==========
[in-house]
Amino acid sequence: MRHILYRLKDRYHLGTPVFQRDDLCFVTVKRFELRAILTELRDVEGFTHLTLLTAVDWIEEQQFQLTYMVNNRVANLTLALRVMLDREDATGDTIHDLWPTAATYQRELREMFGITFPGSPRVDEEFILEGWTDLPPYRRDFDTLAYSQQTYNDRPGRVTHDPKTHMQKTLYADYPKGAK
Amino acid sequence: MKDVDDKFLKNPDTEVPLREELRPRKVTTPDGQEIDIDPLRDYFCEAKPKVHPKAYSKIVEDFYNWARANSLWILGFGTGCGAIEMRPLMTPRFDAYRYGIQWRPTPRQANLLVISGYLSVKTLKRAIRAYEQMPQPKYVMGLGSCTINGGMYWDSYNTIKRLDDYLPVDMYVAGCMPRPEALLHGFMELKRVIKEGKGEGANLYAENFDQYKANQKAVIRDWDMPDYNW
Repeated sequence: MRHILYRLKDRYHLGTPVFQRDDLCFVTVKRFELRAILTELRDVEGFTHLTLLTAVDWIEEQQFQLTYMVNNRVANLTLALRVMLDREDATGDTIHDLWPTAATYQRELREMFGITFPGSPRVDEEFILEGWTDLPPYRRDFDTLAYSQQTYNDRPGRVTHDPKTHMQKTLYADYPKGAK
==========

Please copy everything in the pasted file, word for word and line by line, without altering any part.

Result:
[in-house]
Amino acid sequence: MRHILYRLKDRYHLGTPVFQRDDLCFVTVKRFELRAILTELRDVEGFTHLTLLTAVDWIEEQQFQLTYMVNNRVANLTLALRVMLDREDATGDTIHDLWPTAATYQRELREMFGITFPGSPRVDEEFILEGWTDLPPYRRDFDTLAYSQQTYNDRPGRVTHDPKTHMQKTLYADYPKGAK
Amino acid sequence: MKDVDDKFLKNPDTEVPLREELRPRKVTTPDGQEIDIDPLRDYFCEAKPKVHPKAYSKIVEDFYNWARANSLWILGFGTGCGAIEMRPLMTPRFDAYRYGIQWRPTPRQANLLVISGYLSVKTLKRAIRAYEQMPQPKYVMGLGSCTINGGMYWDSYNTIKRLDDYLPVDMYVAGCMPRPEALLHGFMELKRVIKEGKGEGANLYAENFDQYKANQKAVIRDWDMPDYNW
Repeated sequence: MRHILYRLKDRYHLGTPVFQRDDLCFVTVKRFELRAILTELRDVEGFTHLTLLTAVDWIEEQQFQLTYMVNNRVANLTLALRVMLDREDATGDTIHDLWPTAATYQRELREMFGITFPGSPRVDEEFILEGWTDLPPYRRDFDTLAYSQQTYNDRPGRVTHDPKTHMQKTLYADYPKGAK